The city announced Wednesday that a bike share company operating in Vancouver since July 2016 is embarking on a $3-million expansion to neighbourhoods such as Strathcona and the Commercial Drive corridor.
Operator Vancouver Bike Share Inc., which has an agreement with the city to provide the rental system, will provide $2 million of the cost and TransLink will contribute $1 million to add another 500 bikes and 50 stations by next summer.
"We are very pleased with the system, so far," Scott Edwards, manager of the city's public bike share branch, told city council Wednesday in announcing the system's expansion.
The new area of coverage will run east from Main Street to Victoria Drive and be bounded by 16th Avenue in the south and the waterfront in the north.
That area will be an extension of phase one of the system that stretches from Arbutus Street east to Main Street, also bounded by 16th Avenue and north in to Stanley Park.
Council heard from Edwards that a total of 123 stations and 1,214 bikes already exist in neighbourhoods such as Mount Pleasant, Kitsilano and the downtown peninsula.
That system, which goes by the name of Mobi by Shaw Go, has accounted for about 35,000 locals and tourists taking more than 650,000 cycling trips on the heavy duty bikes. The average ride lasted 18 minutes and travelled four kilometres.
As of September, more than 4,700 members signed up to use the service, which costs $9.75 for a 24-hour pass and up to $129 to $159 for an annual pass, depending on the package offered. A 90-day pass is $75.
While city council was unanimous Wednesday in receiving staff's report for information, the four NPA councillors voted against allowing staff to prepare bylaw amendments to take the bike share system city-wide.
The NPA's vote was based on Coun. George Affleck arguing that staff's report gave no indication whether Vancouver Bike Share Inc. was financially sound.
Affleck noted the agreement with the company included a $5-million injection of cash from the city to launch the system. The city also estimated it would lose up to $800,000 in lost parking revenue — because of stations replacing metered spots — and spend more than $1 million in staff costs.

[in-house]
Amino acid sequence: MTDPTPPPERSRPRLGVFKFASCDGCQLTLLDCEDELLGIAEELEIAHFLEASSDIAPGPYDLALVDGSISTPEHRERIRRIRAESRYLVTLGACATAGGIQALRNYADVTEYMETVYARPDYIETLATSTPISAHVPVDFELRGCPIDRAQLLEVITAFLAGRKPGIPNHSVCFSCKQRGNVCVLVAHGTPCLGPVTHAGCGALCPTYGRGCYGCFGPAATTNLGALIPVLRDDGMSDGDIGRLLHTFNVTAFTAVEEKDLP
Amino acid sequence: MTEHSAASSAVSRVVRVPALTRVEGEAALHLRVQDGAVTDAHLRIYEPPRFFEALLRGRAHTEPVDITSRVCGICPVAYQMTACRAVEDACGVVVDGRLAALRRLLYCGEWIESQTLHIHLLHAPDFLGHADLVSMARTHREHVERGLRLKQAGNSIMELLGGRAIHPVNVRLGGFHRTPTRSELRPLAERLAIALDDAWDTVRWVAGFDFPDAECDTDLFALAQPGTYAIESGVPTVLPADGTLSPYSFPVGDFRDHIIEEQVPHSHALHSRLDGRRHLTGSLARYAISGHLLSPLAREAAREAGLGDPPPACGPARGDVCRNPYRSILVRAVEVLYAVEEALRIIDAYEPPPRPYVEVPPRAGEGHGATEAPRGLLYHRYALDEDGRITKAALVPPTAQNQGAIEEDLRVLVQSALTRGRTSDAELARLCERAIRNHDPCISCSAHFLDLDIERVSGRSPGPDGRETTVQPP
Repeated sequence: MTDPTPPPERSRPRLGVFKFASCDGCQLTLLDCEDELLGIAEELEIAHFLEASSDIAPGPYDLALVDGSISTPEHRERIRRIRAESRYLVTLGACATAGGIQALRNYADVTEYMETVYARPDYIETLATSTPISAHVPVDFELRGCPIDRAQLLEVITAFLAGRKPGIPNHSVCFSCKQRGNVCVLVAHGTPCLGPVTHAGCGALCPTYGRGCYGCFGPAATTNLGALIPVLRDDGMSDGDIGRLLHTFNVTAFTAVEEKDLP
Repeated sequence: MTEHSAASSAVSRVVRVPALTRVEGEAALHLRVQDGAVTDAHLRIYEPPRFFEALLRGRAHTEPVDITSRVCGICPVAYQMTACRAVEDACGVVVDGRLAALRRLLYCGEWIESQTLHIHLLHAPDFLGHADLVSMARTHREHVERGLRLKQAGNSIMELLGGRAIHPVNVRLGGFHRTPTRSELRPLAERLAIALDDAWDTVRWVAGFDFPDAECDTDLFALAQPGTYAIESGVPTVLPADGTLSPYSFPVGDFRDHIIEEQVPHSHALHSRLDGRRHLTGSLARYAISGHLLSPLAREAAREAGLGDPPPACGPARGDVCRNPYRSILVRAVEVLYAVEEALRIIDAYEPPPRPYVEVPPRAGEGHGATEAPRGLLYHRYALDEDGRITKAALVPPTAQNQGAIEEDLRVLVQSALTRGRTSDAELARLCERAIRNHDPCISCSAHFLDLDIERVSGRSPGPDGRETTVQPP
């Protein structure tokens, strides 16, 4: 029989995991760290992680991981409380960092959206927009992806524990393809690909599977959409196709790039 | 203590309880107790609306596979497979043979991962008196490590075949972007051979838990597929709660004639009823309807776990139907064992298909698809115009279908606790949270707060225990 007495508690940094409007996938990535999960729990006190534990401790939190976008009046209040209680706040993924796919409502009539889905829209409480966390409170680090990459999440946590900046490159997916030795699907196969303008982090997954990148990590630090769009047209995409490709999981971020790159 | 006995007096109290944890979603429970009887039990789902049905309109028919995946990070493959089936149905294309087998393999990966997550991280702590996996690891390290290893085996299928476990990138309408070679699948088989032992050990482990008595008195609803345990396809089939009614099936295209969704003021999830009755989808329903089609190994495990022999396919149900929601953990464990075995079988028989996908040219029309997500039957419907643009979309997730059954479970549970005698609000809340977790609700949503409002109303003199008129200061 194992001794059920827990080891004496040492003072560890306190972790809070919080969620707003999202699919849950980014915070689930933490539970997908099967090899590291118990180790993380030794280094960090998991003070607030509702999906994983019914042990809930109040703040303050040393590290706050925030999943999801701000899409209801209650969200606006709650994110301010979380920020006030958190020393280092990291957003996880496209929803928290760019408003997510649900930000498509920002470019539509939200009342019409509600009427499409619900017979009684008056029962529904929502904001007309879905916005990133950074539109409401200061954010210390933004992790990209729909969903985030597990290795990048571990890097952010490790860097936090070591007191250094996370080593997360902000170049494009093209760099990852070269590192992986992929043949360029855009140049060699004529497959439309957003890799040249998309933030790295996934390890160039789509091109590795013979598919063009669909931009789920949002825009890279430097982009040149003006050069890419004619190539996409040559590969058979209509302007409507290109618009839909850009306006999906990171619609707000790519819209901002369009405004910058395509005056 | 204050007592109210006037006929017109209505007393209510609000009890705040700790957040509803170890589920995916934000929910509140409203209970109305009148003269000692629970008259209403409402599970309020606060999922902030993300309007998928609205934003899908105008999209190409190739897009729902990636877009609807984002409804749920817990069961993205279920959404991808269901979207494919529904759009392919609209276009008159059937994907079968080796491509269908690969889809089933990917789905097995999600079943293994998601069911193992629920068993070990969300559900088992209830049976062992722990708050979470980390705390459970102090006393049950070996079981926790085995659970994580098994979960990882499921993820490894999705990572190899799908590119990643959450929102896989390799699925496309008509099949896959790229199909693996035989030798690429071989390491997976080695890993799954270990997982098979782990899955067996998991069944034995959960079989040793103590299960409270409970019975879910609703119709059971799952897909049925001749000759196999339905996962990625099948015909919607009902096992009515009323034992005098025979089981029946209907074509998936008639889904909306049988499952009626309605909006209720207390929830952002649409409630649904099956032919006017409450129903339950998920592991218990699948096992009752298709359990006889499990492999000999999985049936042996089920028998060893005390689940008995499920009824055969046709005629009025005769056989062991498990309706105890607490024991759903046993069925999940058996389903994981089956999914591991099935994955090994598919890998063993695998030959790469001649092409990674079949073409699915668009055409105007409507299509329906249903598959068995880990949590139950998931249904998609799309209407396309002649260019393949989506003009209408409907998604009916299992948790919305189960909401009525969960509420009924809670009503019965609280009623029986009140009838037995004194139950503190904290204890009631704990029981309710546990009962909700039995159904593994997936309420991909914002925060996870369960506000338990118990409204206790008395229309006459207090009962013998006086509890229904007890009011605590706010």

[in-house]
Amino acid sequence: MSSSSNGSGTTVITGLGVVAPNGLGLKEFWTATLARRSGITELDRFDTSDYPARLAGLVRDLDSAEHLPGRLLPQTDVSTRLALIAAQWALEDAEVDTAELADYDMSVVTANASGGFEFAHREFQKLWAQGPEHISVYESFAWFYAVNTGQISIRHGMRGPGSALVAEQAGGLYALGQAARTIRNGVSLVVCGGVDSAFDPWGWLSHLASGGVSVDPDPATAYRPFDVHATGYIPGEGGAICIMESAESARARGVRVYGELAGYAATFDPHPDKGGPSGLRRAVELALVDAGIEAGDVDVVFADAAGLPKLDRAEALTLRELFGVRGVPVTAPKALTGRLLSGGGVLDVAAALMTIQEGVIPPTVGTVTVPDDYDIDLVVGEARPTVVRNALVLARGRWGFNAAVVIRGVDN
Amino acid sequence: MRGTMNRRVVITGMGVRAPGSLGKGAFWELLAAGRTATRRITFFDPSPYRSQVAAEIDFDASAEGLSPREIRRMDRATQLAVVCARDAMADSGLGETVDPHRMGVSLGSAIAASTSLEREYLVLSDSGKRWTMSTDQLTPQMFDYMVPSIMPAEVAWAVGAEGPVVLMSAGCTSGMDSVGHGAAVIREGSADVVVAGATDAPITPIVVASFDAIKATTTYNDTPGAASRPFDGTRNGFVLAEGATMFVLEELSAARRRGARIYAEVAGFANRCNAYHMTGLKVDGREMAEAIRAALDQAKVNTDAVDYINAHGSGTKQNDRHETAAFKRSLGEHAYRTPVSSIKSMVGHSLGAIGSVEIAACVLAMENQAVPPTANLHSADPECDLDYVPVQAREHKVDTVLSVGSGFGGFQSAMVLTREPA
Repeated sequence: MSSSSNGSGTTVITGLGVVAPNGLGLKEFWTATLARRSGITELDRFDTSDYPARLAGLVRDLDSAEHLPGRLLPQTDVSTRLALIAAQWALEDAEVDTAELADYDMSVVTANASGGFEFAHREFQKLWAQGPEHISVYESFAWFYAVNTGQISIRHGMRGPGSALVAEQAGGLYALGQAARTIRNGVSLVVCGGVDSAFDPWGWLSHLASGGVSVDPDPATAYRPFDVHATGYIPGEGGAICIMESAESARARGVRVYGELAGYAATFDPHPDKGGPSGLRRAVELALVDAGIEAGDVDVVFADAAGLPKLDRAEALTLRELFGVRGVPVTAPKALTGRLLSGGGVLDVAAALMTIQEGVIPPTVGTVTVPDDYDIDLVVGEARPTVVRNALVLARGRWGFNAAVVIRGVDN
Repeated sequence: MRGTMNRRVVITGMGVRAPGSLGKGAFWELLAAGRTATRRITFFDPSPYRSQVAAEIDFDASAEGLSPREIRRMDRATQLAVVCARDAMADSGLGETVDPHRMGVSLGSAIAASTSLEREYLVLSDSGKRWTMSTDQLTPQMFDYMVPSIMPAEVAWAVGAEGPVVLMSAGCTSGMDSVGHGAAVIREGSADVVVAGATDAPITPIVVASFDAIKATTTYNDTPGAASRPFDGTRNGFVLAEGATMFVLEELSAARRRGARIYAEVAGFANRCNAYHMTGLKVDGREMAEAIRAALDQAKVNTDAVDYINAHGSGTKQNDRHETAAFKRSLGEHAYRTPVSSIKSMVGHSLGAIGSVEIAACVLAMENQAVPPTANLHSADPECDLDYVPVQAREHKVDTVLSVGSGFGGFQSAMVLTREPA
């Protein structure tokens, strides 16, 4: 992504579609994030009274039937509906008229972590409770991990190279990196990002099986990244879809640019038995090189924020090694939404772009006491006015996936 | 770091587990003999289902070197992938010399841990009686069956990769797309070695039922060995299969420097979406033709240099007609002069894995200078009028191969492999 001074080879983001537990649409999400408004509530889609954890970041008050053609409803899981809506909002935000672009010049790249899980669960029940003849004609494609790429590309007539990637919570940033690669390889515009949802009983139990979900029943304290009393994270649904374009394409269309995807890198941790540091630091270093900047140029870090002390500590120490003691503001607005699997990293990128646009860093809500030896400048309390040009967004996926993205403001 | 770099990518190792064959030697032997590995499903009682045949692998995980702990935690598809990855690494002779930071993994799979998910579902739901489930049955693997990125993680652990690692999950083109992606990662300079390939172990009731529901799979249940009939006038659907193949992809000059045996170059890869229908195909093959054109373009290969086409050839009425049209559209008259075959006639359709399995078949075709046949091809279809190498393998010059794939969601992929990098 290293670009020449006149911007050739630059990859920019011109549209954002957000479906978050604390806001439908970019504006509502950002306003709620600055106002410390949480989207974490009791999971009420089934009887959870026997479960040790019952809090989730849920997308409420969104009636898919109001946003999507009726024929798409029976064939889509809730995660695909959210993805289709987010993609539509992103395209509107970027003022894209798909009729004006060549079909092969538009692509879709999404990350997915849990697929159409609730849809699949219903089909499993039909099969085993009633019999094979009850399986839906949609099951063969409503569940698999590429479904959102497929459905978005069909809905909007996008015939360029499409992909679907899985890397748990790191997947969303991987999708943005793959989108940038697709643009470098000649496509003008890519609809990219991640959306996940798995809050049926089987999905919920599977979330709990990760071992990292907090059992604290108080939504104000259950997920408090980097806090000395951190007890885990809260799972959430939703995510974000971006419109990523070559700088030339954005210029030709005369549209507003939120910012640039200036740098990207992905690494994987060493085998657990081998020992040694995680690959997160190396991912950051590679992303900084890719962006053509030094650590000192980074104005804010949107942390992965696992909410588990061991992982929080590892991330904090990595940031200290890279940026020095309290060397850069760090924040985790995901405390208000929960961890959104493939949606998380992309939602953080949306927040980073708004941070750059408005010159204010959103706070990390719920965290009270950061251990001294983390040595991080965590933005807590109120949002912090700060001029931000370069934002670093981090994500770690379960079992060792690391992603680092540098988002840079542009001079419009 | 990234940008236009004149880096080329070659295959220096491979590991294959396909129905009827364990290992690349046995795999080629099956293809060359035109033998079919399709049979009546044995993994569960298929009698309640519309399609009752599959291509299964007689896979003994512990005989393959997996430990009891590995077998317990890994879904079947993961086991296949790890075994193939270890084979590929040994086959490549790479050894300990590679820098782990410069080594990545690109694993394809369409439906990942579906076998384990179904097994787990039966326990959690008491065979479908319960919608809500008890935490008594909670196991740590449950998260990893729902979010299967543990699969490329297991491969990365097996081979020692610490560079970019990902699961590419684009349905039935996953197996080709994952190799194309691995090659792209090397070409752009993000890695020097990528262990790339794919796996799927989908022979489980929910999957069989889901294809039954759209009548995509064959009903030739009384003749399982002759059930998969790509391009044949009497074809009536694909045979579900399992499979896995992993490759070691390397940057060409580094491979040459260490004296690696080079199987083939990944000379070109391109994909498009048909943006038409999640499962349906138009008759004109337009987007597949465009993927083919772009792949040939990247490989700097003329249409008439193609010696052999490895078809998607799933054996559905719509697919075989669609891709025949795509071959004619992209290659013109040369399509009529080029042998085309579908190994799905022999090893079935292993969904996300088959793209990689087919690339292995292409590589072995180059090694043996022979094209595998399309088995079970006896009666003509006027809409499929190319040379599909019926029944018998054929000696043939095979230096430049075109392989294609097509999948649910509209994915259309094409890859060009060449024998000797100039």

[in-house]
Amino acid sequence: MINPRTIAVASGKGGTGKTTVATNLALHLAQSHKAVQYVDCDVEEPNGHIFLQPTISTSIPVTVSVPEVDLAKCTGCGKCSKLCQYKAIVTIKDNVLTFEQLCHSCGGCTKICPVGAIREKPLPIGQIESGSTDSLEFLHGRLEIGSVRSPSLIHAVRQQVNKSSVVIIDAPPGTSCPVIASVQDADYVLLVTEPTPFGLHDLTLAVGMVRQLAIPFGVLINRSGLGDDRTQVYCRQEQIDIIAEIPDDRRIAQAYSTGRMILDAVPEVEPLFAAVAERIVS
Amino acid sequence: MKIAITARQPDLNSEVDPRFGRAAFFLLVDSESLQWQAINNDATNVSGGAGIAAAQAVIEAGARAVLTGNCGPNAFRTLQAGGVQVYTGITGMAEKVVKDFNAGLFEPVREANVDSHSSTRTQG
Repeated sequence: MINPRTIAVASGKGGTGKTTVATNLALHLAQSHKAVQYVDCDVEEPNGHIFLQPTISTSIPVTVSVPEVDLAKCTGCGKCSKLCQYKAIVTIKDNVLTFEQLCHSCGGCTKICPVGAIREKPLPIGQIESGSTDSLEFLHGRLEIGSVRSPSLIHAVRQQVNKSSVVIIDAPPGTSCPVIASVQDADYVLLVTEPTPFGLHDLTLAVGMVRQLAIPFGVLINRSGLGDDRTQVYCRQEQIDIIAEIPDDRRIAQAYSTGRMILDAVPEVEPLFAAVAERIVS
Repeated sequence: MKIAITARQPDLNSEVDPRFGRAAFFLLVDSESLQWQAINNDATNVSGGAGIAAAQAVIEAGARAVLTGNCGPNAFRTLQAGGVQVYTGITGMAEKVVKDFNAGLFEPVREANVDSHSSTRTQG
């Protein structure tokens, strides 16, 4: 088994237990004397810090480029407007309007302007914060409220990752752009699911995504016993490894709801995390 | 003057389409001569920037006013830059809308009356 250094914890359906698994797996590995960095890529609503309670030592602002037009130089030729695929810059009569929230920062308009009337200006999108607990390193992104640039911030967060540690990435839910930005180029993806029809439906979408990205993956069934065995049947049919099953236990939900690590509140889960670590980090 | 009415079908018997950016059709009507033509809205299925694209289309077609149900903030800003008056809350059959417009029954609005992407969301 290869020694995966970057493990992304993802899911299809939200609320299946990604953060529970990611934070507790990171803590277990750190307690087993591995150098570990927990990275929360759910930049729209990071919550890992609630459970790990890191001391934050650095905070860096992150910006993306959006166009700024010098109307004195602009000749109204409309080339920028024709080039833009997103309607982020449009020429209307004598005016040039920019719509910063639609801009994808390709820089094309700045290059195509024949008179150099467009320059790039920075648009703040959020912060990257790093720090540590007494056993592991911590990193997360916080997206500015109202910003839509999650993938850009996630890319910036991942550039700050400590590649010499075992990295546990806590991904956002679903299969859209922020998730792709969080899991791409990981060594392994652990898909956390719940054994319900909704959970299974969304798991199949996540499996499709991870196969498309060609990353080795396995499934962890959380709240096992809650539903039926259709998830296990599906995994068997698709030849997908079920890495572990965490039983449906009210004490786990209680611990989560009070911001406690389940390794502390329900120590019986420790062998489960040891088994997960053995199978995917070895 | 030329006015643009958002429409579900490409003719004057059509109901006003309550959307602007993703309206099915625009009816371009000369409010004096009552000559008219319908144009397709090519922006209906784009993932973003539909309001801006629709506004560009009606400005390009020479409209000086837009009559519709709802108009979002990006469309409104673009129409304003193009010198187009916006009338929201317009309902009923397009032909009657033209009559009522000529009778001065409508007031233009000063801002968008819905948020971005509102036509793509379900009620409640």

"We're a partner in this program — a high-risk partner, in my mind," Affleck said. "Are they in trouble, I guess is the question. Are there cash flow issues with regards to the bike share program that we need to be worried about? Do we have any idea if they're making money, at all?"
Jerry Dobrovolny, the city's general manager of engineering services, told Affleck the operator was "doing fine" and he offered to share more information with council in a private meeting. CycleHop Corp. Canada, a private company based in Ottawa, created subsidiary Vancouver Bike Share Inc. to operate the city's system.
"I've received no information that they're in financial trouble," Dobrovolny said. "In fact, conversely, they're investing $2 million of the $3 million in this expansion. We've worked with them on their business model and on cash flow. We know the partnership has been successful and we've got confidence that they will continue an operation."
The city's agreement also calls for Vancouver Bike Share Inc. to begin paying the city up to $400,000 per year next year to offset lost parking revenue. If the loss is greater than $400,000, the city has agreed to pick up that cost.
But Edwards told the Courier the city was "well below" the original $800,000 loss in estimated parking revenue, saying it was "significantly less" than $400,000.
He pointed out the city already gives up parking spots for parklets, bus stops and loading zones that don't see money returned to the city.
"There's lots of different public services to provide mobility and access to the adjacent land use that have no recovery associated with them," Edwards said. "So this was seen as a good trade-off."
In his presentation to council, Edwards said the city's research showed there is a higher turnover of people using bikes at a station than had the location of the station remained a parking spot for a motorist.
He said the ratio was, on average, greater than five interactions of cyclists versus one interaction by a motorist to the same spot. In fact, he added, some stations in the West End have seen a ratio of "more than 20 times the mobility being served by that one spot as compared to a car."
Mayor Gregor Robertson praised the bike share system and wants to see it expand to other neighbourhoods. The mayor said the number one complaint he hears about the system is that it is not available across the city.
"Where [the bikes] are available, I think the service has been really fantastic and an important step for the city's improving transportation networks," Robertson said.
Other highlights in the city's report include:
• About 70 per cent of bike share cyclists wear a helmet, 53 per cent of whom choosing the operator-provided helmet and 17 per cent use their own helmet.
• Sixty-nine per cent of users own one or multiple bikes, yet still use the bike share system.
• Sixty-two per cent of users ride one-way or are "multi-modal," meaning they use a combination of walking or transit in making a trip.
• Despite a common conclusion that fewer people use the bike share system in the rain, the city's research showed temperature influences ridership more than precipitation.
• Another misconception, the city said, is people wouldn't use the system because of Vancouver's hilly geography. Research showed 43 per cent of all trips gained elevation.